What you expect may not be what is real | Crossroads

By Riverine Herald

AT THIS time of the year we are presented with scriptural readings associated with the death and resurrection of Jesus.

Importantly we are also given insights into the reactions of his followers. One of these is Luke’s account concerning Cleopas and companion (wife?) heading home in disappointment and bewilderment.

Jesus is dead, their personal and national hopes are eroded. They endeavour to heal their devastation through sharing the failure and what had been their hopes as they walk along.

Part of their hopelessness comes about because of their preconceived ideas about who God was expected to be for them.

We all tend to place others including God into a box within our mind, and if expectations do not come up to what we believe, sadness and despair often set in.

In this story unbeknown to them both, the presence of the risen Jesus is at their side. Intrigued by what they are hearing from a stranger, hospitality is offered and, in a scriptural scene reminiscent of their faith father Abraham offering hospitality to three ‘strangers’ the invitation is accepted.

As Brendan Byrne, S. J. reminds us, Luke’s gospel is sharing the story of the hospitality of God. Cleopas and companion’s invitation led to “hearts burning within us” and the realization that life is blessed or riddled with the presence of God, often in times of personal bewilderment.

In offering hospitality these two discover an awareness signified through a breaking open and handing over, an invitation to bring fellow journeyers into a community where inner peace is experienced in giving self that others might discover life.

For some of us, these preconceived ideas about what life should be like for us in Australia makes it difficult to cope positively with what is happening around us.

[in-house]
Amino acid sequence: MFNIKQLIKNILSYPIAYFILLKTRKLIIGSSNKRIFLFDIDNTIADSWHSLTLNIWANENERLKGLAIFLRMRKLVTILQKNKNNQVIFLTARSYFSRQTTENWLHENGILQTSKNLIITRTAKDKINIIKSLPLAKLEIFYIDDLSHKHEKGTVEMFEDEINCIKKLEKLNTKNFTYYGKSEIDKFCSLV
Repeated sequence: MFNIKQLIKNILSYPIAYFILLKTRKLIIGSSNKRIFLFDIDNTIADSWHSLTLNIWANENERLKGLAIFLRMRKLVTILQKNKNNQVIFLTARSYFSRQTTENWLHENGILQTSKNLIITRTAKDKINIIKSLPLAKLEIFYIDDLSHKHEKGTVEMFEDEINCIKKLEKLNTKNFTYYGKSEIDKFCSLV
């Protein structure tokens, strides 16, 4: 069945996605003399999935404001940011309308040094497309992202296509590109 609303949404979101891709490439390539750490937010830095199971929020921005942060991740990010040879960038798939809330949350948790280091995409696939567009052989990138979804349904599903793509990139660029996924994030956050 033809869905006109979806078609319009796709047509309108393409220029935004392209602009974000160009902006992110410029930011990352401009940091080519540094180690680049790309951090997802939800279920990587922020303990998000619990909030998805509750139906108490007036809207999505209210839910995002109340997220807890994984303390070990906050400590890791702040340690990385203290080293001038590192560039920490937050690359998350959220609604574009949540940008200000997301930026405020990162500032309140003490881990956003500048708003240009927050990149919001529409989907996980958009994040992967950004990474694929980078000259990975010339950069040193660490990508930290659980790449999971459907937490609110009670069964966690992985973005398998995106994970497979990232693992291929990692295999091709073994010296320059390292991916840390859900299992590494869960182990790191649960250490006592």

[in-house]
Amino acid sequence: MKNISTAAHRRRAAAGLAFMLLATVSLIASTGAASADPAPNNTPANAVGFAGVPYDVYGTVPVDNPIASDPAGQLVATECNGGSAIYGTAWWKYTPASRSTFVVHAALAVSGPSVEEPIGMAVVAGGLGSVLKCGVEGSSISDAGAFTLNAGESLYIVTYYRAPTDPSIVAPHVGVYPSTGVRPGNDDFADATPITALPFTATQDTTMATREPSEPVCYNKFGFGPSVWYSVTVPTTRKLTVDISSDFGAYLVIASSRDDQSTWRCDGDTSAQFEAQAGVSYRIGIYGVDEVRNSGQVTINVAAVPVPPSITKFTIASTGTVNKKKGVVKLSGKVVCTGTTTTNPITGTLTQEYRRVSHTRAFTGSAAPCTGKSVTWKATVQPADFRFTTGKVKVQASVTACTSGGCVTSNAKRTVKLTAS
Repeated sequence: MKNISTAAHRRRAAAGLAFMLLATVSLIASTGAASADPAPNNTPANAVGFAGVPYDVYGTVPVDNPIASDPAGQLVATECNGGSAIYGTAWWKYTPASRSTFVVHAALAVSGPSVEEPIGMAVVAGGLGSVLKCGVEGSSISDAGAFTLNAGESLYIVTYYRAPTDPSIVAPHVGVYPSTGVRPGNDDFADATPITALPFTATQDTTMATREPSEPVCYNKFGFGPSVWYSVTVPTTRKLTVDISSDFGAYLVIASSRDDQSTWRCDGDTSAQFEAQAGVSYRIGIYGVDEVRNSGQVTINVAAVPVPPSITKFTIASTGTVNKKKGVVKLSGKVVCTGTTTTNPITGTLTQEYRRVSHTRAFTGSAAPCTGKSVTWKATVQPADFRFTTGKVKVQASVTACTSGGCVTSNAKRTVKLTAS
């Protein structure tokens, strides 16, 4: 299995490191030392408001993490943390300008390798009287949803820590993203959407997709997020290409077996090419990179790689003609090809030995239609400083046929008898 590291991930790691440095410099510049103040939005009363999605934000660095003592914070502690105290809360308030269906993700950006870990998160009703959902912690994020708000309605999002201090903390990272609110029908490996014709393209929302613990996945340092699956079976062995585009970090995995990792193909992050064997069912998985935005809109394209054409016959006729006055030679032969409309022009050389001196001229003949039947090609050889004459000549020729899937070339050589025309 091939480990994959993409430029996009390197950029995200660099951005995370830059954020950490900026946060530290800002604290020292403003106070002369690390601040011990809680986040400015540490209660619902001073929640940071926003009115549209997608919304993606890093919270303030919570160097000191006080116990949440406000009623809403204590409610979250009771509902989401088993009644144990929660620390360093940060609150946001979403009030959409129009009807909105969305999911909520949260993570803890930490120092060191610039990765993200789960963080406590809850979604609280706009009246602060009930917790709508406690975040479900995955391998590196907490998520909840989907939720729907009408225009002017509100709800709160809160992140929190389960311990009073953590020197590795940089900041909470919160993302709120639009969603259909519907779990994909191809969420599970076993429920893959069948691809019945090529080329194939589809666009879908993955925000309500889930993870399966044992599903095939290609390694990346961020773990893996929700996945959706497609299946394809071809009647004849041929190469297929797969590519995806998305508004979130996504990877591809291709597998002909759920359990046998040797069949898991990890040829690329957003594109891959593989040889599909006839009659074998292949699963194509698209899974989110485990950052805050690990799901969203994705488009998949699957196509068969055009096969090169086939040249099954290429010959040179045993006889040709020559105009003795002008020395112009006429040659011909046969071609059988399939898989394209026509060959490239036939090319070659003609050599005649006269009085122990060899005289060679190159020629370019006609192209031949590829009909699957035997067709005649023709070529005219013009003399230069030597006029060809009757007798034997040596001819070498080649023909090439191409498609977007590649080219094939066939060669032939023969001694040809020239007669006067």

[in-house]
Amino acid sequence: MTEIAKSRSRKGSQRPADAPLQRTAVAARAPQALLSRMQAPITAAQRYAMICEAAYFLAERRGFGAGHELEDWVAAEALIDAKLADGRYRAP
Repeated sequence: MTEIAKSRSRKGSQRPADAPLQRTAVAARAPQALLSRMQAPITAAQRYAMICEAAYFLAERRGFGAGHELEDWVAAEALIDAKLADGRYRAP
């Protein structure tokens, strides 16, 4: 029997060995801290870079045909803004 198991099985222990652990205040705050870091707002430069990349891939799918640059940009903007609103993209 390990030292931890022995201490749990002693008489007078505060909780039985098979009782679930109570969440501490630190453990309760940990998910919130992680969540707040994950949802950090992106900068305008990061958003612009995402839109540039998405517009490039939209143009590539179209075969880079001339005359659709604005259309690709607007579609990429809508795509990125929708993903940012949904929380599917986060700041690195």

We tend to forget how people in other parts of our globe are often challenged to exist and, perhaps we need to learn how to sit with life enjoying spiritual growth before we make rash judgements about who God is and how God should act.

This Easter story portrays how we are all invited to bring our disappointments, apparent failures, and eradicated hopes to the One walking with us on the road of life.

The struggling journey of the two is given light and hope through the offering of hospitality to a stranger, and as it turns out a stranger prepared to share the bread of life — the presence of God.

We are asked to listen for His voice, too often heard in places and from people most unexpected. As Tom Wright, Anglican Bishop teaches, the first meal in the Bible, some fruit ate by Eve and her husband leads to a realisation of their nakedness or complete need of God.

Luke echoing that story describes the first meal of the new creation. He took the bread, blessed it, and gave it to them; then the eyes of them both were opened, and they recognized him.

The long curse has been broken, death itself has been defeated, God’s new creation has burst in upon the world.

Des Welladsen, St Mary’s Catholic Parish